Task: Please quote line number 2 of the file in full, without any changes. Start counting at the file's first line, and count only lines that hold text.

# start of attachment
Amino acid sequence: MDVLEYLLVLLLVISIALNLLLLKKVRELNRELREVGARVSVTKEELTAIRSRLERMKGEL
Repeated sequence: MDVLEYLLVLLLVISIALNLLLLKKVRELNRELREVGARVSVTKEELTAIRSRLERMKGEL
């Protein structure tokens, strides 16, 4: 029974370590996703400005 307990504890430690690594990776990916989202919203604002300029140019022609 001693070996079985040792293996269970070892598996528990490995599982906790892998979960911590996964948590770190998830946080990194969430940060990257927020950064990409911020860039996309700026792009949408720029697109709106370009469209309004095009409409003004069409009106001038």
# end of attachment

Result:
Repeated sequence: MDVLEYLLVLLLVISIALNLLLLKKVRELNRELREVGARVSVTKEELTAIRSRLERMKGEL